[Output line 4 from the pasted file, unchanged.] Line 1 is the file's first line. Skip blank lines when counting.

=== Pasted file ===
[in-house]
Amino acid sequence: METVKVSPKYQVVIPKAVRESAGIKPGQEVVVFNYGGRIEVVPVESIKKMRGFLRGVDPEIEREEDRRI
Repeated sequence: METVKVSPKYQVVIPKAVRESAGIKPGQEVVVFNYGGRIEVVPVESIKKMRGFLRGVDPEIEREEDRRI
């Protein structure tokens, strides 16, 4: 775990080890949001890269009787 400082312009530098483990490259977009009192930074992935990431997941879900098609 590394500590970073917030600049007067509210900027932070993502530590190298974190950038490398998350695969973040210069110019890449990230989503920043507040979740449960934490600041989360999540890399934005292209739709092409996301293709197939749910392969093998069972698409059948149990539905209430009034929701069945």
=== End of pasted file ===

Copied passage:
């Protein structure tokens, strides 16, 4: 775990080890949001890269009787 400082312009530098483990490259977009009192930074992935990431997941879900098609 590394500590970073917030600049007067509210900027932070993502530590190298974190950038490398998350695969973040210069110019890449990230989503920043507040979740449960934490600041989360999540890399934005292209739709092409996301293709197939749910392969093998069972698409059948149990539905209430009034929701069945």